With entry requirements easing for vaccinated tourists, Phuket is certainly heading in the right direction, however, the dynamics of the real estate sector in the years ahead may see some changes compared with the pre-pandemic market.

Environmental considerations are one reason we may see a “new normal”. Since the initial lockdown and subsequent scarcity of tourists, Phuket’s environment has flourished.
Flora and fauna are returning to areas once trampled underfoot, the seas are cleaner and a variety of marine life not seen for years has returned. In the absence of sunbathers, there are turtles nesting on Phuket’s southern beaches for the first time in two decades.

As detailed in a National Geographic article earlier in the year, Phuket has been a victim of “extractive tourism” in recent decades, with the vast number of visitors offering a comparatively stunted benefit to the local economy. Instead, the sheer volume of tourists has in many ways drained the island of its natural beauty.

Many people will be familiar with the United Nation’s goals for Sustainable Development and if these are implemented moving forward, we are likely to see an even greater focus on safeguarding Phuket’s environment.

Most people would agree that some kind of eco-friendly, more sustainable approach is needed to simultaneously prosper and protect the island’s biodiversity. Moving forward, this may be accomplished by an emphasis on quality tourism rather than mass tourism.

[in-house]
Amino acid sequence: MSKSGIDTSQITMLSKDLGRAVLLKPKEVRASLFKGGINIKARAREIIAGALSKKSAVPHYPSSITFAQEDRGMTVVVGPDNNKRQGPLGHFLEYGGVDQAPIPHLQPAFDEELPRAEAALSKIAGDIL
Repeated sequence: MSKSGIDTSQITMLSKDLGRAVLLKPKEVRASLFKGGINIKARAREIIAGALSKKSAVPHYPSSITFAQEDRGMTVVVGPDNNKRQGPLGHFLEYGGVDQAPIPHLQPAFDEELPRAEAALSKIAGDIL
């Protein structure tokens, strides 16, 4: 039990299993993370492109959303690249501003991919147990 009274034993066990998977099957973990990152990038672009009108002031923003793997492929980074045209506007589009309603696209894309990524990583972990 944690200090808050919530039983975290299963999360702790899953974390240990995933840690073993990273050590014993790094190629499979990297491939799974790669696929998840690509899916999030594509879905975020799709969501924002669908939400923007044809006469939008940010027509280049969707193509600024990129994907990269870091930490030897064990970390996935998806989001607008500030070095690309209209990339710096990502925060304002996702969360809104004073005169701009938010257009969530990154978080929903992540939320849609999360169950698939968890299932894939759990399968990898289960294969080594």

This begs the questions: what will tourism in Phuket look like in the years ahead, and what would be the knock-on effect on the real estate sector?



Nearly all residents have been affected in some way by the pandemic, and are looking forward to simple pleasures like the reopening of their favorite restaurant or bar. That said, everyone acknowledges and appreciates the rejuvenated environment, and the pandemic has shown that even minor changes can make a huge difference.

The question moving forward is whether the island can strike that perfect balance between economic prosperity and sustainable tourism – between local employment and living standards and maintaining the natural beauty that attracted people to Phuket in the first place.

Up until 2020, Thailand saw plane loads of tourists arrive every day with their vacation costs largely paid for at home. This type of extractive tourism not only takes its toll on the environment, but it leaves less money in the country.